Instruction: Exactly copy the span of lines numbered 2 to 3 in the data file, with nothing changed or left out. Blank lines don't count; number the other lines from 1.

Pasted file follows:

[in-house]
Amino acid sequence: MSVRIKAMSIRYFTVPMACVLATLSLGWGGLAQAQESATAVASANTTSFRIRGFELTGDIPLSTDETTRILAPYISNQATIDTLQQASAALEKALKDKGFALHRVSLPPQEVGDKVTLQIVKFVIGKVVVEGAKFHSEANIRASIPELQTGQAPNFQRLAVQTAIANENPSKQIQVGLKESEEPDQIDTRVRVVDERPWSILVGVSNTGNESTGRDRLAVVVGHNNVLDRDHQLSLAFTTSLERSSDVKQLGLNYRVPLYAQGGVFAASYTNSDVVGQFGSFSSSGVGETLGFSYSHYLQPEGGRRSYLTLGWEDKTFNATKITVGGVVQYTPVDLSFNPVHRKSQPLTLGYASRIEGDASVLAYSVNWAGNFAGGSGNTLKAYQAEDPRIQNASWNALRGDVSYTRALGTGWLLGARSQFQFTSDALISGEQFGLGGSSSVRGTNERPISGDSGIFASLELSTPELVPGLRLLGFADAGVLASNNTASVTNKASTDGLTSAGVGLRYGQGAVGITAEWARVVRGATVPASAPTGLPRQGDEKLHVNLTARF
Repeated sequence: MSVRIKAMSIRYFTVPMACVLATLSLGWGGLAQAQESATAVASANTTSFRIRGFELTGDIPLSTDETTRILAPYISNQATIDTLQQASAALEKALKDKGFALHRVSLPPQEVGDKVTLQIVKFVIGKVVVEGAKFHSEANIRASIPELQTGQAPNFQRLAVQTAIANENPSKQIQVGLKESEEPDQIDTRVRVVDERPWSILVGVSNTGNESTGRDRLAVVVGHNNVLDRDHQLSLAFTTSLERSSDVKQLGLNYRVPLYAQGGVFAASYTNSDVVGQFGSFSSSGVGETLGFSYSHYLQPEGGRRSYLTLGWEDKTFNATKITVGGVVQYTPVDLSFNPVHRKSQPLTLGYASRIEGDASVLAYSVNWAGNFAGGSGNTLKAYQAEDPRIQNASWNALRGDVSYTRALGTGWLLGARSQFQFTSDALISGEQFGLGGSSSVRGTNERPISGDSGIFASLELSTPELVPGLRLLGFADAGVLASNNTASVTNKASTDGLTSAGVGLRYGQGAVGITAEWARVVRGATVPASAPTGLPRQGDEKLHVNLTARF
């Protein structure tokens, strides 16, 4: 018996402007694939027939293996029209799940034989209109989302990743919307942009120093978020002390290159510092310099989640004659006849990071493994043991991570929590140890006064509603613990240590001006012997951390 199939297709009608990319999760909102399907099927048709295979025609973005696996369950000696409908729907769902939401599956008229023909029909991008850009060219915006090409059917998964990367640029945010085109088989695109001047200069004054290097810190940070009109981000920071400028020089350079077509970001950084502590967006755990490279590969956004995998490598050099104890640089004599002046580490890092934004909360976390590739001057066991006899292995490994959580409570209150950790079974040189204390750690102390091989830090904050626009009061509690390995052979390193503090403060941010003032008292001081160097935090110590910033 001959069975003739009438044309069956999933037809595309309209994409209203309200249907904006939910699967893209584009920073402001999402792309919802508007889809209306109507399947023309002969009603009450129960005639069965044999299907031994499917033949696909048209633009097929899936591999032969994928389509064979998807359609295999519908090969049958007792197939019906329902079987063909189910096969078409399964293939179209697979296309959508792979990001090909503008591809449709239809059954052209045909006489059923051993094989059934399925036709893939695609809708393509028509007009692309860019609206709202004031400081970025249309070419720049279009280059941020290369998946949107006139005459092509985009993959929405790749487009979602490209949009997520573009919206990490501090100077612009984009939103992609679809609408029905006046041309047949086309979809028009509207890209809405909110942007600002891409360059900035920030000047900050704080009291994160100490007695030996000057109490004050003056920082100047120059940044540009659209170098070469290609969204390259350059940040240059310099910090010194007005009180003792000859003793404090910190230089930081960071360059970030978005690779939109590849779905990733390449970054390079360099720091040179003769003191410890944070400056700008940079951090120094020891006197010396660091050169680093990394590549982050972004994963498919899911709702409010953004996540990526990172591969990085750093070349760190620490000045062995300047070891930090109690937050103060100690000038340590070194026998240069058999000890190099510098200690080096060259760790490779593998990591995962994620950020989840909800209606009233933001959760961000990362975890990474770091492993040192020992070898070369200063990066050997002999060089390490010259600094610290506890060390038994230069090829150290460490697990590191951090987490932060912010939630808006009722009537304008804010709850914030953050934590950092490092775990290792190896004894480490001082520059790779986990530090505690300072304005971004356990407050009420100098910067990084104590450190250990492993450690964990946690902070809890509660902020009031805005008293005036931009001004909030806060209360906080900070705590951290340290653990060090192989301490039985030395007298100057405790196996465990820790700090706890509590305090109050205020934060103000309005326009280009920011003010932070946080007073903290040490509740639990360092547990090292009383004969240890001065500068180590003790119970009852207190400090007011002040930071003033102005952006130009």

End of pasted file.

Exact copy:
Amino acid sequence: MSVRIKAMSIRYFTVPMACVLATLSLGWGGLAQAQESATAVASANTTSFRIRGFELTGDIPLSTDETTRILAPYISNQATIDTLQQASAALEKALKDKGFALHRVSLPPQEVGDKVTLQIVKFVIGKVVVEGAKFHSEANIRASIPELQTGQAPNFQRLAVQTAIANENPSKQIQVGLKESEEPDQIDTRVRVVDERPWSILVGVSNTGNESTGRDRLAVVVGHNNVLDRDHQLSLAFTTSLERSSDVKQLGLNYRVPLYAQGGVFAASYTNSDVVGQFGSFSSSGVGETLGFSYSHYLQPEGGRRSYLTLGWEDKTFNATKITVGGVVQYTPVDLSFNPVHRKSQPLTLGYASRIEGDASVLAYSVNWAGNFAGGSGNTLKAYQAEDPRIQNASWNALRGDVSYTRALGTGWLLGARSQFQFTSDALISGEQFGLGGSSSVRGTNERPISGDSGIFASLELSTPELVPGLRLLGFADAGVLASNNTASVTNKASTDGLTSAGVGLRYGQGAVGITAEWARVVRGATVPASAPTGLPRQGDEKLHVNLTARF
Repeated sequence: MSVRIKAMSIRYFTVPMACVLATLSLGWGGLAQAQESATAVASANTTSFRIRGFELTGDIPLSTDETTRILAPYISNQATIDTLQQASAALEKALKDKGFALHRVSLPPQEVGDKVTLQIVKFVIGKVVVEGAKFHSEANIRASIPELQTGQAPNFQRLAVQTAIANENPSKQIQVGLKESEEPDQIDTRVRVVDERPWSILVGVSNTGNESTGRDRLAVVVGHNNVLDRDHQLSLAFTTSLERSSDVKQLGLNYRVPLYAQGGVFAASYTNSDVVGQFGSFSSSGVGETLGFSYSHYLQPEGGRRSYLTLGWEDKTFNATKITVGGVVQYTPVDLSFNPVHRKSQPLTLGYASRIEGDASVLAYSVNWAGNFAGGSGNTLKAYQAEDPRIQNASWNALRGDVSYTRALGTGWLLGARSQFQFTSDALISGEQFGLGGSSSVRGTNERPISGDSGIFASLELSTPELVPGLRLLGFADAGVLASNNTASVTNKASTDGLTSAGVGLRYGQGAVGITAEWARVVRGATVPASAPTGLPRQGDEKLHVNLTARF